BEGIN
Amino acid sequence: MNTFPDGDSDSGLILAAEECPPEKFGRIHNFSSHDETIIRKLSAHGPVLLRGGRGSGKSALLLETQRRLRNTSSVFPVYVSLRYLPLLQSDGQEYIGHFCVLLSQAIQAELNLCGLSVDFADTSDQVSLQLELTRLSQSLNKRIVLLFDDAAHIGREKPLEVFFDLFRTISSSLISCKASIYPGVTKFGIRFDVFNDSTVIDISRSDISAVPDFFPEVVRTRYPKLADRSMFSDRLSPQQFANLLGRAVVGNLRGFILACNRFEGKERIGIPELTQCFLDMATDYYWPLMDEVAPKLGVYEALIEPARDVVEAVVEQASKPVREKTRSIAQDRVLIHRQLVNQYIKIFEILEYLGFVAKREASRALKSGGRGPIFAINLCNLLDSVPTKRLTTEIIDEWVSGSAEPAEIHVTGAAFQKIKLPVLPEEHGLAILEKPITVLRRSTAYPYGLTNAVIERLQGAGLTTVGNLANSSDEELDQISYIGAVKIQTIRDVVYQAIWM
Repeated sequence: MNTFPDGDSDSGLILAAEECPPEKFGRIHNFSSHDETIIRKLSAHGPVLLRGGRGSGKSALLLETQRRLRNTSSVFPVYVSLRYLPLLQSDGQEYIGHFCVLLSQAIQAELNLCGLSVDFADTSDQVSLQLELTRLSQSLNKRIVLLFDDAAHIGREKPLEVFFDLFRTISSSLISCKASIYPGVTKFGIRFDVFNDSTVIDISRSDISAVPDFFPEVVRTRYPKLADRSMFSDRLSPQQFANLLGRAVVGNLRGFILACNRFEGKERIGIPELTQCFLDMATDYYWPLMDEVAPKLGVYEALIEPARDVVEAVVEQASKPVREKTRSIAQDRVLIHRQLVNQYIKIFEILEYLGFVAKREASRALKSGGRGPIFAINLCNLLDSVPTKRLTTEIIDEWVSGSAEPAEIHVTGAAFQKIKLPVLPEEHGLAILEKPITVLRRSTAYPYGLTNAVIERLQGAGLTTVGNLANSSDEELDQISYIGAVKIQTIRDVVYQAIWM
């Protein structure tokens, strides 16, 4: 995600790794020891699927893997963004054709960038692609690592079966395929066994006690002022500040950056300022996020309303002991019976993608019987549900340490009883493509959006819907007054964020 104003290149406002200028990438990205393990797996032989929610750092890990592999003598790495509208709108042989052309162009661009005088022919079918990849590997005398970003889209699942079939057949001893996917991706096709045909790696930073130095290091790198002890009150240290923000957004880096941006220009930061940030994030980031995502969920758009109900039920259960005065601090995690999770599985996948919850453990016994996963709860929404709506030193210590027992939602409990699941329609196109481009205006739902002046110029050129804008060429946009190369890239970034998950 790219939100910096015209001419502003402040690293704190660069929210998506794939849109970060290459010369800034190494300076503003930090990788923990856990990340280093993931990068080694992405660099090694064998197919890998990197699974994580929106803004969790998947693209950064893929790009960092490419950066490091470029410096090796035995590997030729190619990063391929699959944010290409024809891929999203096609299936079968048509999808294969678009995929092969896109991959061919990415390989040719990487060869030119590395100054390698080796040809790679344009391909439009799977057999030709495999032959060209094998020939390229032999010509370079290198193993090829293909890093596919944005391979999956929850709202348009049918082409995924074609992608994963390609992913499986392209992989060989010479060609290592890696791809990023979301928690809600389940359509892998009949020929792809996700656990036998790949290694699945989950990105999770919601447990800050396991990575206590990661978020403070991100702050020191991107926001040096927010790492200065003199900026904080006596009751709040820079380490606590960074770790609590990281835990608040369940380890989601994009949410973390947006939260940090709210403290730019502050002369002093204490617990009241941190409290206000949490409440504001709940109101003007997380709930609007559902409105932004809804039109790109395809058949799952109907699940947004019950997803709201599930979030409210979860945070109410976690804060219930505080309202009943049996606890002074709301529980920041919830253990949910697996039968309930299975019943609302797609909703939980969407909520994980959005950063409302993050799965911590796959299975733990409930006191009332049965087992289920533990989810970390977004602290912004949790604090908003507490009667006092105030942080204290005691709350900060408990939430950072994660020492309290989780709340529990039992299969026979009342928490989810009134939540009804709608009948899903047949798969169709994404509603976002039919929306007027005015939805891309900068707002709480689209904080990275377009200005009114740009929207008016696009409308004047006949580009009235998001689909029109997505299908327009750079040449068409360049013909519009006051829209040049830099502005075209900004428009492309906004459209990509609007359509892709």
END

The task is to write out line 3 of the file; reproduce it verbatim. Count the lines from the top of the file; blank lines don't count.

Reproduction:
């Protein structure tokens, strides 16, 4: 995600790794020891699927893997963004054709960038692609690592079966395929066994006690002022500040950056300022996020309303002991019976993608019987549900340490009883493509959006819907007054964020 104003290149406002200028990438990205393990797996032989929610750092890990592999003598790495509208709108042989052309162009661009005088022919079918990849590997005398970003889209699942079939057949001893996917991706096709045909790696930073130095290091790198002890009150240290923000957004880096941006220009930061940030994030980031995502969920758009109900039920259960005065601090995690999770599985996948919850453990016994996963709860929404709506030193210590027992939602409990699941329609196109481009205006739902002046110029050129804008060429946009190369890239970034998950 790219939100910096015209001419502003402040690293704190660069929210998506794939849109970060290459010369800034190494300076503003930090990788923990856990990340280093993931990068080694992405660099090694064998197919890998990197699974994580929106803004969790998947693209950064893929790009960092490419950066490091470029410096090796035995590997030729190619990063391929699959944010290409024809891929999203096609299936079968048509999808294969678009995929092969896109991959061919990415390989040719990487060869030119590395100054390698080796040809790679344009391909439009799977057999030709495999032959060209094998020939390229032999010509370079290198193993090829293909890093596919944005391979999956929850709202348009049918082409995924074609992608994963390609992913499986392209992989060989010479060609290592890696791809990023979301928690809600389940359509892998009949020929792809996700656990036998790949290694699945989950990105999770919601447990800050396991990575206590990661978020403070991100702050020191991107926001040096927010790492200065003199900026904080006596009751709040820079380490606590960074770790609590990281835990608040369940380890989601994009949410973390947006939260940090709210403290730019502050002369002093204490617990009241941190409290206000949490409440504001709940109101003007997380709930609007559902409105932004809804039109790109395809058949799952109907699940947004019950997803709201599930979030409210979860945070109410976690804060219930505080309202009943049996606890002074709301529980920041919830253990949910697996039968309930299975019943609302797609909703939980969407909520994980959005950063409302993050799965911590796959299975733990409930006191009332049965087992289920533990989810970390977004602290912004949790604090908003507490009667006092105030942080204290005691709350900060408990939430950072994660020492309290989780709340529990039992299969026979009342928490989810009134939540009804709608009948899903047949798969169709994404509603976002039919929306007027005015939805891309900068707002709480689209904080990275377009200005009114740009929207008016696009409308004047006949580009009235998001689909029109997505299908327009750079040449068409360049013909519009006051829209040049830099502005075209900004428009492309906004459209990509609007359509892709």